Workplace Violence: Was That a Threat?
Threats in the workplace are becoming more and more common, and the lines of what is considered an actual threat have been blurred due to technology: Was that employee's angry Facebook post or an actual THREAT or was he or she just venting about a bad day on the job? Workplace bullies use various forms of threats, sometimes bosses use them, and while most are not carried out, they are very frightening and intimidating, even when initiated via technology.
It's important to know that there are different types of threats. Each should be taken seriously and addressed immediately. The three different types of threats are:
1. Direct Threat. This is a clear and specific threat such as “I’m going to kill you” or “I’ll get even with you.” This is the type of threat that law enforcement will investigate when there are witnesses or documented proof, and with more and more threats coming in via technology, there is now more concrete evidence other than one person's word against another.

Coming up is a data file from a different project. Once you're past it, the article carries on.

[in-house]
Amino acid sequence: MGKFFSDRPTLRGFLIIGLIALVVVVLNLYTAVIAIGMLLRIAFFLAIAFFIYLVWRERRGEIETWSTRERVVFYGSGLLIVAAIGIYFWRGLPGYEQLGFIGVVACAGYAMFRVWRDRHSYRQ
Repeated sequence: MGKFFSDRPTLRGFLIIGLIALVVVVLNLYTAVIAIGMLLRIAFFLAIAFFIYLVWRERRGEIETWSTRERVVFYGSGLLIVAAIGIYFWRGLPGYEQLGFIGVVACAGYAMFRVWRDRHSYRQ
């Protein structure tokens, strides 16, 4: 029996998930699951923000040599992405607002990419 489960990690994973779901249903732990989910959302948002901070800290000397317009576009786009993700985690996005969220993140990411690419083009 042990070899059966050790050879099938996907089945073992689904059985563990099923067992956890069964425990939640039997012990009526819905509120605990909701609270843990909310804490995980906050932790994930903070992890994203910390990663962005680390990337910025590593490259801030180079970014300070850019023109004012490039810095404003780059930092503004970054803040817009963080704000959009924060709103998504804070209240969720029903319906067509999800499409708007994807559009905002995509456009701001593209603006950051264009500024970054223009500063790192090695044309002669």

2. Conditional Threat. This threat depends on your course of action, so it could be “Fire me and you'll pay” or “Go ahead and report me and see what happens.” Often the victim of this type of threat stays silent because they are afraid if they come forward, the threat will be carried out.
3. Veiled Threat. This threat is not as explicit and (in my opinion) is the creepiest of all threats. This is the type of threat that keeps the victim up at night wondering "What exactly did that mean? Am I in danger?" A Tweet that reads "Just got suspended from work. Cleaning my gun" could be considered a veiled threat.
These threats are often aimed at family members, such as “Your kids get home from school at 3 o'clock, don’t they? And they are there alone until you get home at 6 o'clock? I would hate to see something happen to them!” The veiled threat causes the most fear for the recipients, especially when aimed at family members.
Supervisors and managers must assess all threats, along with the risk, and if they don’t feel capable to handle the situation properly (maybe the person being accused of the threat is a friend of theirs), then they need to take the information to human resources, security, or an outside consultant. Regardless of the course of action, it is vital to carefully document all threats as any of these could be a warning sign of potential violence.